Keeping A Personal Dictionary with Org-mode
Keeping a Personal Dictionary with Org-mode
A few days ago I wrote a letter to my parlour, where I explained how I
updated my website to make better use of some of Org-mode's more basic
INClUDE statements, or the index features.
Today I stumbled upon a new use - to me - for Org-mode's
statements. A brief explanation, first:
foo.org, contains the text:
/Galavant/ was a great
television show. Another file has the text:
Here's what I think about /Galavant/: #+INCLUDE: "./foo.org"
If I export that file, the text will show up as:
Here's what I think about /Galavant/: /Galavant/ was a great television show.
A silly example. More pragmatically, unless I've changed my method since writing it, this document's introduction contains at least one INCLUDE'd statement - the editorial and license information, and perhaps the disclaimer about literate programming, and the license in the supplements was INCLUDE'd as well. It helps me not repeat myself.
So, that's INCLUDE statements.
Now, some background on me: because of the type of content I write, I end up being very precise in my use of some terms that might have a more casual meaning elsewhere. In software documentation, "archive" might mean something very very particular. In role-playing games, "sleeping" might not include naps, and so on.
I've developed the style of italicizing these key terms when I use them before defined, and using bold italics when I define them: key terms are those words that have a technical meaning within the scope of a document. I also italicize key terms if they get mentioned a decent enough distance from their definition, like in another section. If you're curious, I'm developing my own Style Manual that explains a lot of my personal rules for this sort of stuff.
A useful thing, especially in longer documents, is being able to include a dictionary of definitions for these terms. If I use the same term with the same definition in a dozen documents, that's the perfect use of an INClUDE statement.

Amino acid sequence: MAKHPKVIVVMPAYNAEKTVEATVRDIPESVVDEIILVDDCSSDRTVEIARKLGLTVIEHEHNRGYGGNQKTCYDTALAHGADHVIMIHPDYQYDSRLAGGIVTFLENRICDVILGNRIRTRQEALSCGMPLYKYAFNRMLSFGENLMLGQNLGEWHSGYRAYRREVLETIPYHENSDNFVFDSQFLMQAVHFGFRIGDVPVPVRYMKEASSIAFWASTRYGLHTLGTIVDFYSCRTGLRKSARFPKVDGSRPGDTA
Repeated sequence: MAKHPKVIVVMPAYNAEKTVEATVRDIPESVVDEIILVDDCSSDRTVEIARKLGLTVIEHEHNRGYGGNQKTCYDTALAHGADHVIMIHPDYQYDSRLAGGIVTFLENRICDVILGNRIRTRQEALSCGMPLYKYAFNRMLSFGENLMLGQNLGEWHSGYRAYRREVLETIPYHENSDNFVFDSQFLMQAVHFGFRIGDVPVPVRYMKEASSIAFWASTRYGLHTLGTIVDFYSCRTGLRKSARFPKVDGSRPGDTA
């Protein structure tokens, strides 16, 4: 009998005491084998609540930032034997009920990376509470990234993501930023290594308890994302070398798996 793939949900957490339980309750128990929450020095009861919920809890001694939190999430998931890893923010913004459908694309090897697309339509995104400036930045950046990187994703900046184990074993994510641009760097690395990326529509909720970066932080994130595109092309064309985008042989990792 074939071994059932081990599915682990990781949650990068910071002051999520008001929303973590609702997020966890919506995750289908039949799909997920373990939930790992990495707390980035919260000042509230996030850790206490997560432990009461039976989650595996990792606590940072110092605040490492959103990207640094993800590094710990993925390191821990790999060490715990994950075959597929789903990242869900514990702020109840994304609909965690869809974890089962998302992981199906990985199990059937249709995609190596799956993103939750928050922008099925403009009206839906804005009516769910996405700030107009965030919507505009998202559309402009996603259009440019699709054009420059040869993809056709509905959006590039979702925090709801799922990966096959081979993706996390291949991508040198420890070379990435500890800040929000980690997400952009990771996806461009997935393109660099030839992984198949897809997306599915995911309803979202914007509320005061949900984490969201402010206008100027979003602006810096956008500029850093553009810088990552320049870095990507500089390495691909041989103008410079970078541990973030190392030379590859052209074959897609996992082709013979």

So, I've made a new file,
dict.org, and put some terms in it. They
look like this:
BEGIN: key-term - key term :: A /key term/ is a word or phrase whose definition is fixed and precise within the scope of a document or project. END
Then, in any document where I'd have a dictionary that needs that
definition, I can add in the line
and the term will render in the dictionary! For the record, the
document I was working on when I stumbled upon this need is my Online
I'll need to write up the rules for how to name terms - and what to do if there is more than one definition for a term (though I can't think of any.) But, it's certainly a better solution than copy-pasting.
Oh, I didn't even mention: one perk of INCLUDE statements is that if I change the INCLUDEd file, I change what shows up every time the files that use it are exported - so to change the editorial and license information at the head of every document on my site, I just have to change one file, rather than re-copy/paste everything.
It's always awkward ending essays like this that are just kind of an explanation of how I did a thing. I'm done explaining now. Have a nice day.
This document was made possible with contributions from humans like you. Thank you! I currently accept contributions through the following platforms:
If there is another service through which you'd like to contribute, please send an email. Please note that in accordance with my personal directives #003 and #018, I release all useful information I create for free, so financial contributions do not entitle you to access to any "exclusive content."
Copyright 2019 emsenn
Permission is hereby granted, free of charge, to any person obtaining a copy of this document and associated media files (the "Document"), to deal in the Doftware without restriction, including without limitation the rights to use, copy, modify, merge, publish, distribute, sublicense, and/or sell copies of the Doftware, and to permit persons to whom the Doftware is furnished to do so, subject to the following conditions:
The above copyright notice and this permission notice shall be included in all copies or substantial portions of the Software.
The Document is provided "as is," without warranty of any kind, express or implied, including but not limited to the warranties of merchantability, fitness for a particular purpose, or noninfringement. In no event shall the authors or copyright holders be liable for any claim, damages or other liability, whether in an action of contract, tort, or otherwise, arising from, out of or in connection with the Document or the use or other dealings in the Document.